Impact of the COVID-19 pandemic on animals

Last updated

Dogs are capable of becoming infected with COVID-19. They are also capable of cheering up lonely caretakers during lockdowns. German shepherd enjoying the sun.jpg
Dogs are capable of becoming infected with COVID-19. They are also capable of cheering up lonely caretakers during lockdowns.

The COVID-19 pandemic has affected animals directly and indirectly. SARS-CoV-2, the virus that causes COVID-19, is zoonotic, which likely to have originated from animals such as bats and pangolins. [1] [2] [3] Human impact on wildlife and animal habitats may be causing such spillover events to become much more likely. [4] [5] The largest incident to date was the culling of 14 to 17 million mink in Denmark after it was discovered that they were infected with a mutant strain of the virus. [6] [7]


While research is inconclusive, pet owners reported that their animals contributed to better mental health and lower loneliness during COVID-19 lockdowns. [8] [9] However, this could have adverse effects on pet animals. [10]


SARS-CoV-2 is believed to have zoonotic origins and has close genetic similarity to bat coronaviruses, suggesting it emerged from a bat-borne virus. [11] [12] [13] [14]


A small number of pet animals have been infected. There have been several cases of zoo animals testing positive for the virus, and some became sick. Cats, dogs, ferrets, fruit bats, gorillas, hamsters, minks, sea otters, pumas, snow leopards, tigers, tree shrews and whitetail deer can be infected with and have tested positive at least once for the virus. [3] According to the US Centers for Disease Control and Prevention, the risk of transmission from animals to humans and vice versa is considerably low but further studies are yet to be conducted. [3] Mice were initially unsusceptible but researchers showed that a type of mutation (called aromatic substitution in position 501 or position 498 but not both) in the SARS-CoV-2 virus spike protein can mouse-adapt the novel Coronavirus. [15]

Animal deaths due to the disease are confirmed to have occurred. [16] [17]

Asiatic lions

The Nehru Zoological Park reported that eight Asiatic lions have contracted the virus. The samples were taken on March 24, 2021, after the lions showed signs of respiratory distress. [18]


In August 2021, the U.S. National Veterinary Services Laboratory confirmed SARS-CoV-2 in wild white-tailed deer in the state of Ohio. [19]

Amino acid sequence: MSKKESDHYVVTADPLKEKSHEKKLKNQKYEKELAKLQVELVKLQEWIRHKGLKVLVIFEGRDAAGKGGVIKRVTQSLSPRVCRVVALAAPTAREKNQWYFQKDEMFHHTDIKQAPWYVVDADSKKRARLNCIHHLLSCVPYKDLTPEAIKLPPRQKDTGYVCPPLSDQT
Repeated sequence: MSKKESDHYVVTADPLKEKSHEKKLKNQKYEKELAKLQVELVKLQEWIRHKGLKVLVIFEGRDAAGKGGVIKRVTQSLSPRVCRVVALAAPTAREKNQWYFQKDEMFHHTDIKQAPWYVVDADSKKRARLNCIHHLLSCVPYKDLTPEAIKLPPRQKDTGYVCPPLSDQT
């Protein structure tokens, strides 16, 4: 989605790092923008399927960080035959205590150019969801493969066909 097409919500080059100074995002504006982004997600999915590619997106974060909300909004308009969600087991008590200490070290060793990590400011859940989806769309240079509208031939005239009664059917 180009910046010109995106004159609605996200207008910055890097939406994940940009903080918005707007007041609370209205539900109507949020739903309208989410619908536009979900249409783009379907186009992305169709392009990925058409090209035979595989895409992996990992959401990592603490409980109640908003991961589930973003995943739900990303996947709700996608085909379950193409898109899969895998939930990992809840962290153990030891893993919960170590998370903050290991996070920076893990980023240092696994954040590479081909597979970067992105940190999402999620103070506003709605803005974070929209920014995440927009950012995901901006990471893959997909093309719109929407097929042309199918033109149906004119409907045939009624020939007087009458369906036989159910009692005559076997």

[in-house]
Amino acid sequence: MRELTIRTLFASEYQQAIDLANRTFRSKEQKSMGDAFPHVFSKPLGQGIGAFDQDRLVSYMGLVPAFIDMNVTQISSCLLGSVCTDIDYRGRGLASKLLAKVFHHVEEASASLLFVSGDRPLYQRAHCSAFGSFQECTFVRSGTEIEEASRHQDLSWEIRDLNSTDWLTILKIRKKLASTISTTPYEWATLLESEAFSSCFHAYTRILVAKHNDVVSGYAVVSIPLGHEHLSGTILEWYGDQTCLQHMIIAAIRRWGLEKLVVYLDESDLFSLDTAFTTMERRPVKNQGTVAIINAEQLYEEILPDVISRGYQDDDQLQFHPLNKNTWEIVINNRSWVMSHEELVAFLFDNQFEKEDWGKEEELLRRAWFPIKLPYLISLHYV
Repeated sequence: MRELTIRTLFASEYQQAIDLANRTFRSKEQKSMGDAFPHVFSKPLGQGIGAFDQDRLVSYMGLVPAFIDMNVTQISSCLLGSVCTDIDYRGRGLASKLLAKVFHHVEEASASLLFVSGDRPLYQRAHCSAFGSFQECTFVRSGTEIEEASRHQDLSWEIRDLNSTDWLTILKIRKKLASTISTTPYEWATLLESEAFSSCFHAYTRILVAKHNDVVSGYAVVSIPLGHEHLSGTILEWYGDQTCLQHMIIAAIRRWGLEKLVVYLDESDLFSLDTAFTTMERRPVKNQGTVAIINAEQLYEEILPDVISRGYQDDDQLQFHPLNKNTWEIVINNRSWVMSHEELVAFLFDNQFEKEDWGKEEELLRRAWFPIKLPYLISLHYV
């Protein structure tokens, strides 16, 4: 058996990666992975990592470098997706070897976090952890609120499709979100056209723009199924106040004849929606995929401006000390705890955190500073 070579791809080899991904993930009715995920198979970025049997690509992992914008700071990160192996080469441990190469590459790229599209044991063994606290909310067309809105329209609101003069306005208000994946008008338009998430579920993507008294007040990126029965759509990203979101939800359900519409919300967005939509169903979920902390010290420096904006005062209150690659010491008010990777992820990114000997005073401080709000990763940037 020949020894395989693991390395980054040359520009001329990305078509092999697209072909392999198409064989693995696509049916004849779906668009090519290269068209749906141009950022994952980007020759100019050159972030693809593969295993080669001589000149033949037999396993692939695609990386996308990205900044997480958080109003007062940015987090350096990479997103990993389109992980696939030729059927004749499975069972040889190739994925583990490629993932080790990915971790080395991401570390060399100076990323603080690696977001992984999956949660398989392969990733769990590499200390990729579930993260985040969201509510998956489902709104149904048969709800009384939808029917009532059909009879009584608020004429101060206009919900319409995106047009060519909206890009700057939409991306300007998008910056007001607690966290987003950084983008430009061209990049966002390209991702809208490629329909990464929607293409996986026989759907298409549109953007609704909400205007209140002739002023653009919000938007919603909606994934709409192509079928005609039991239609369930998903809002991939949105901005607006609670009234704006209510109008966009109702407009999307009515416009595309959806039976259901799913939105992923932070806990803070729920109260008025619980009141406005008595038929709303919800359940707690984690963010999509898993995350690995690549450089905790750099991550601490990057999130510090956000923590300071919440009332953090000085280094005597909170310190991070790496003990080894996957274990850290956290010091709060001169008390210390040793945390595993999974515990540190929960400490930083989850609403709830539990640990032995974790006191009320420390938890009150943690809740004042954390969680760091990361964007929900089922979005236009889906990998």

In January 2021, a troop of eight gorillas at the San Diego Zoo Safari Park tested positive for COVID-19 after being infected by a zookeeper who was asymptomatic. The gorillas were the first confirmed and known cases of COVID-19 in apes. [20]


White minks on a farm in Poland DSC 0377 (8413679878).jpg
White minks on a farm in Poland

Cluster 5, a variant of SARS-CoV-2, was found in mink populations and some employees in North Jutland, Denmark in early November 2020. The Danish government culled an estimated 14 million mink as a preventive measure. [21] [22] A wild mink in Utah was discovered to be infected with COVID-19, confirmed by the U.S. Department of Agriculture. [23]

Snow leopards

A unvaccinated 9-year-old male snow leopard at the San Diego Zoo tested positive for the coronavirus in late July 2021. The staff noticed the leopard had a cough and a runny nose. The caretakers confirmed the diagnosis with two separate stool tests. [20]

Human–animal interaction

Reduced human presence has the potential to bring both relief and disruption to different animal habitats. It may lead to more poaching of endangered wildlife. [24] Wild animals have been observed relaxing their avoidance of human habitats while COVID-19 lockdowns are in effect, [25] and with instances like severe mouse plague co-occurring with mouse-adapted SARS-CoV-2 virus variants circulating. [15]

Decreased roadkill incidence has been reported during lockdowns, including a significant decrease in roadkill deaths for mountain lions in California. [26]

Related Research Articles

Zoonosis Disease that can be transmitted from other species to humans

A zoonosis is an infectious disease caused by a pathogen that has jumped from an animal to a human. Typically, the first infected human transmits the infectious agent to at least one other human, who, in turn, infects others.

Severe acute respiratory syndrome Disease caused by severe acute respiratory syndrome coronavirus

Severe acute respiratory syndrome (SARS) is a viral respiratory disease of zoonotic origin caused by severe acute respiratory syndrome coronavirus, the first identified strain of the SARS coronavirus species severe acute respiratory syndrome–related coronavirus (SARSr-CoV). The syndrome caused the 2002–2004 SARS outbreak. Around late 2017, Chinese scientists traced the virus through the intermediary of Asian palm civets to cave-dwelling horseshoe bats in Xiyang Yi Ethnic Township, Yunnan.

Coronavirus Subfamily of viruses in the family Coronaviridae